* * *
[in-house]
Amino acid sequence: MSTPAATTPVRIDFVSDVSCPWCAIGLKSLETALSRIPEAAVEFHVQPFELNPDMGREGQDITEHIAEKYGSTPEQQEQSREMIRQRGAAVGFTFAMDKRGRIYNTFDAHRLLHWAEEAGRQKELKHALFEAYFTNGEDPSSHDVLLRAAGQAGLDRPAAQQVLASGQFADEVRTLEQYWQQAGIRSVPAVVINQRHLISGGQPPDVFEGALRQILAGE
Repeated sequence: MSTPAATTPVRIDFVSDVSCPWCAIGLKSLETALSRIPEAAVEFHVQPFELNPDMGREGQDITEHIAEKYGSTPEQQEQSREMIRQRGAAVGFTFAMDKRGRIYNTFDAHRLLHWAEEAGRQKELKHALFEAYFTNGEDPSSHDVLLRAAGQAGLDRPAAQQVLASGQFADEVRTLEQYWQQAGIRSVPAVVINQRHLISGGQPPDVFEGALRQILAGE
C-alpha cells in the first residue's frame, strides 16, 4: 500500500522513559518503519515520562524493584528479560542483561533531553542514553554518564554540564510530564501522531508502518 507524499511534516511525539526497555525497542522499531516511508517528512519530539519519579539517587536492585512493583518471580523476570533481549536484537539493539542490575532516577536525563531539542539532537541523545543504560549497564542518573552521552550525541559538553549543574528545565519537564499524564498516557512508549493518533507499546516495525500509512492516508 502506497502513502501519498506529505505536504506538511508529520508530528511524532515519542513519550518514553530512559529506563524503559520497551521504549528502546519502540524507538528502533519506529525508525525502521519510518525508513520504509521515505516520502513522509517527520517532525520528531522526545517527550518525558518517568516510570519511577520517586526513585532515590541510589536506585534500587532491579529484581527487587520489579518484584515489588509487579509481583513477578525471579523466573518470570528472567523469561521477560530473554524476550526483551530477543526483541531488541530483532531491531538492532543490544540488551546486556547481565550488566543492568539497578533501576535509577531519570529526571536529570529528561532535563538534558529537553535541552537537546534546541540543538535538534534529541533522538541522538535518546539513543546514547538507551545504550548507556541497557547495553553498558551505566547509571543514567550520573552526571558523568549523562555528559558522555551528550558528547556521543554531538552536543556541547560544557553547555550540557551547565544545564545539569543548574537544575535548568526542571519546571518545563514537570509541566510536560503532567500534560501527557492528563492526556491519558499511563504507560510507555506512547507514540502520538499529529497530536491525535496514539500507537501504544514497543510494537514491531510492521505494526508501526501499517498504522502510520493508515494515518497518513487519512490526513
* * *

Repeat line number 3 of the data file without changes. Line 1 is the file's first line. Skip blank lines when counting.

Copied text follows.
Repeated sequence: MSTPAATTPVRIDFVSDVSCPWCAIGLKSLETALSRIPEAAVEFHVQPFELNPDMGREGQDITEHIAEKYGSTPEQQEQSREMIRQRGAAVGFTFAMDKRGRIYNTFDAHRLLHWAEEAGRQKELKHALFEAYFTNGEDPSSHDVLLRAAGQAGLDRPAAQQVLASGQFADEVRTLEQYWQQAGIRSVPAVVINQRHLISGGQPPDVFEGALRQILAGE